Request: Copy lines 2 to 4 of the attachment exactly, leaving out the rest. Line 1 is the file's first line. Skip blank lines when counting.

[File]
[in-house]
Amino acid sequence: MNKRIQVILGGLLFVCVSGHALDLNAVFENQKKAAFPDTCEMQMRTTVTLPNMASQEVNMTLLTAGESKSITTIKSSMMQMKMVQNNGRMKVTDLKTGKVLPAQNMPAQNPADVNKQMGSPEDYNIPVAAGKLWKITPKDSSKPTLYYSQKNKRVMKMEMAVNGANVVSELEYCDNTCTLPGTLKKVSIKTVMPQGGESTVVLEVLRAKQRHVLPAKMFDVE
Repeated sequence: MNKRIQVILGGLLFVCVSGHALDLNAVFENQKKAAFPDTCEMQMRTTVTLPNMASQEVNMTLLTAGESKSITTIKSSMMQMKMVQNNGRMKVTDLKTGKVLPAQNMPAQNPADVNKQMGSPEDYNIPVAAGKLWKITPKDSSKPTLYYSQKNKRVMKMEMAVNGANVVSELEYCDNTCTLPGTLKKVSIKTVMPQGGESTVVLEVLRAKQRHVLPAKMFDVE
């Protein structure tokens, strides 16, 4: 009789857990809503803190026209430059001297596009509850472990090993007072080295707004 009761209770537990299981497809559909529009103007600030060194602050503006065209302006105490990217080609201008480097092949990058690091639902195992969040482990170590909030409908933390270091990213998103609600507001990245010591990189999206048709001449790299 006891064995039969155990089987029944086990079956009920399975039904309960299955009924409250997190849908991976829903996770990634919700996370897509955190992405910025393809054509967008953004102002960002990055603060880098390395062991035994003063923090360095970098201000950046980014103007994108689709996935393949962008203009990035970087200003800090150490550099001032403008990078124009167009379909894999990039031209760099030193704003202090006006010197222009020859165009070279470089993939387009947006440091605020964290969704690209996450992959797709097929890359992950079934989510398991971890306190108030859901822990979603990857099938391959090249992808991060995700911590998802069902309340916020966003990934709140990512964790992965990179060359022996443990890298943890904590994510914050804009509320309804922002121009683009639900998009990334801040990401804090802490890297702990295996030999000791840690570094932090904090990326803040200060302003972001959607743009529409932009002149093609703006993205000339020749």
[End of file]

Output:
Amino acid sequence: MNKRIQVILGGLLFVCVSGHALDLNAVFENQKKAAFPDTCEMQMRTTVTLPNMASQEVNMTLLTAGESKSITTIKSSMMQMKMVQNNGRMKVTDLKTGKVLPAQNMPAQNPADVNKQMGSPEDYNIPVAAGKLWKITPKDSSKPTLYYSQKNKRVMKMEMAVNGANVVSELEYCDNTCTLPGTLKKVSIKTVMPQGGESTVVLEVLRAKQRHVLPAKMFDVE
Repeated sequence: MNKRIQVILGGLLFVCVSGHALDLNAVFENQKKAAFPDTCEMQMRTTVTLPNMASQEVNMTLLTAGESKSITTIKSSMMQMKMVQNNGRMKVTDLKTGKVLPAQNMPAQNPADVNKQMGSPEDYNIPVAAGKLWKITPKDSSKPTLYYSQKNKRVMKMEMAVNGANVVSELEYCDNTCTLPGTLKKVSIKTVMPQGGESTVVLEVLRAKQRHVLPAKMFDVE
């Protein structure tokens, strides 16, 4: 009789857990809503803190026209430059001297596009509850472990090993007072080295707004 009761209770537990299981497809559909529009103007600030060194602050503006065209302006105490990217080609201008480097092949990058690091639902195992969040482990170590909030409908933390270091990213998103609600507001990245010591990189999206048709001449790299 006891064995039969155990089987029944086990079956009920399975039904309960299955009924409250997190849908991976829903996770990634919700996370897509955190992405910025393809054509967008953004102002960002990055603060880098390395062991035994003063923090360095970098201000950046980014103007994108689709996935393949962008203009990035970087200003800090150490550099001032403008990078124009167009379909894999990039031209760099030193704003202090006006010197222009020859165009070279470089993939387009947006440091605020964290969704690209996450992959797709097929890359992950079934989510398991971890306190108030859901822990979603990857099938391959090249992808991060995700911590998802069902309340916020966003990934709140990512964790992965990179060359022996443990890298943890904590994510914050804009509320309804922002121009683009639900998009990334801040990401804090802490890297702990295996030999000791840690570094932090904090990326803040200060302003972001959607743009529409932009002149093609703006993205000339020749």